Some producers have introduced delicate flavourings into their vodkas. Comte de Grasse extracts colour and flavour from Provençal rosé wine for their 06 Vodka Rosé (£49/70cl, Harvey Nichols) for an elegant vodka with light strawberry and white blossom notes. On the other end of the spectrum, Aval Dor Rosemary & Bay Vodka (£35.94/70cl, Master of Malt) uses rosemary and bay for a rounded, savoury spirit.
Discover more of the best vodkas to try.
Savoury and spicy drinks
Our palates seem to be craving salty and spicy, with more and more bars showcasing savoury, poky drinks. Martinis are perfect for this – we’ve seen briny, savoury versions at bars including Silverleaf in Bishopsgate and Soma in Soho (think next-level dirty martinis).
On the hotter side, the full-bodied, herbaceous character of agave spirits like tequila and mezcal can take a little heat: think spicy margaritas using punchy ingredients such as hot sauce, chill sauce and jalapeño. Doña in Stoke Newington does a cracking spicy marg.
The RTD (read to drink) revolution continues with premium canned cocktails becoming more widespread than ever. In 2023, we predict non-alcoholic RTDs will become more popular.
Made in the Scottish Lowlands using 14 different ingredients, including locally sourced serrated wrack seaweed, bay leaf and chamomile, Feragaia is clean, subtle and elegant, with warming spice and herbal notes. The brand has now released canned versions, mixed with either ginger ale or tonic water (£30/12 x 25cl cans, Feragaia).
Try our pick of canned cocktails here.
Every type of martini
Martinis have never really gone out of style, but they’re becoming more popular than ever as bars across London offer dedicated martini menus showcasing different twists on the drink, from Hawksmoor’s The Lowback in Canary Wharf (all frozen at -15C, their Pink Gibson is a must-order) to Salvatore Calabrese’s Velvet at the Corinthia hotel – try the nutty Sesamini, using Nikka Coffey gin washed in sesame oil.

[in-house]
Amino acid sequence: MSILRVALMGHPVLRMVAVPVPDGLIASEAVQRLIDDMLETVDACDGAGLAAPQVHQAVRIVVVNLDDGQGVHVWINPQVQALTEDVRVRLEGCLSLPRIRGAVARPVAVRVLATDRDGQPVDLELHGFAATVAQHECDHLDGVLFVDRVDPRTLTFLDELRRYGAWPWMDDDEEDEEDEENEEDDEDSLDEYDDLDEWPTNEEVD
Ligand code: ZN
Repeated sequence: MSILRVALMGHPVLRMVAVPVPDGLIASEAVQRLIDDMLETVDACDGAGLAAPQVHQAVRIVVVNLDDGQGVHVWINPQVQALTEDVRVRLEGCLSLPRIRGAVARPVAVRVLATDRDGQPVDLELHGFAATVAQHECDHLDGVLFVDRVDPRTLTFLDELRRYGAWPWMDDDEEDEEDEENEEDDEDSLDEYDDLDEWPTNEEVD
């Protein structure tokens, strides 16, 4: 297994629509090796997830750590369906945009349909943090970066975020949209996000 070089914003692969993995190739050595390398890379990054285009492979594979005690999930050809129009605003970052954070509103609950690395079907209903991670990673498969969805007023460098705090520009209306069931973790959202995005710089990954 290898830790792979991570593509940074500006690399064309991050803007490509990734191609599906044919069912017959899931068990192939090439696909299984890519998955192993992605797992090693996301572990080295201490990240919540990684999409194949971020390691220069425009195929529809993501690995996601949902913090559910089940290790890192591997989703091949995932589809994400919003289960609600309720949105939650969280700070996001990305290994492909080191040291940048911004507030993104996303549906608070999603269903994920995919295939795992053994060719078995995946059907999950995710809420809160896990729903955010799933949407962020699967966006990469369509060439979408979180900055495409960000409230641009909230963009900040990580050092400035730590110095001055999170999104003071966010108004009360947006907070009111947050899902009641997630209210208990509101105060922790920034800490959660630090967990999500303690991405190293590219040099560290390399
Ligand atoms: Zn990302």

Looking for a classic? The Connaught Bar’s martini – mixed at your table, with your choice of aromatic bitters – is well worth trying. If you want to make something wacky at home, try a dirty tequila martini: stir together 50ml of reposado tequila with 20ml of dry vermouth, a dash of olive brine and some orange bitters in a mixing glass, then strain into a frozen martini or coupe glass. Delicious.
Want to make martinis at home? Try our best martini cocktail twists here.
Tequila and rum renaissance
Sales are booming for high-end rums and tequilas. Master of Malt reported that sales of flavoured and spiced rum increased by more than 150% from April 2021-2022, with tequila enjoying a whopping +578% growth over two years. Discover our pick of the best premium rums and tequilas here.
Bored of your usual gin? Intrepid drinkers should look towards spirits and liqueurs given modern spins, from French apple brandy calvados (try Avallen or Sassy (£32, Majestic)) to Norwegian Nuet’s aquavit (£39.75, The Whisky Exchange) – citrussy with earthy caraway notes. Our latest favourite is Axia, an extra-dry reimagining of Greek mastiha liqueurs. Made from the resin of the mastiha tree on the island of Chios, it’s strikingly herbaceous, with saline, citrus and vegetal notes, and makes a cracking dirty martini (£31.44/70cl, Master of Malt).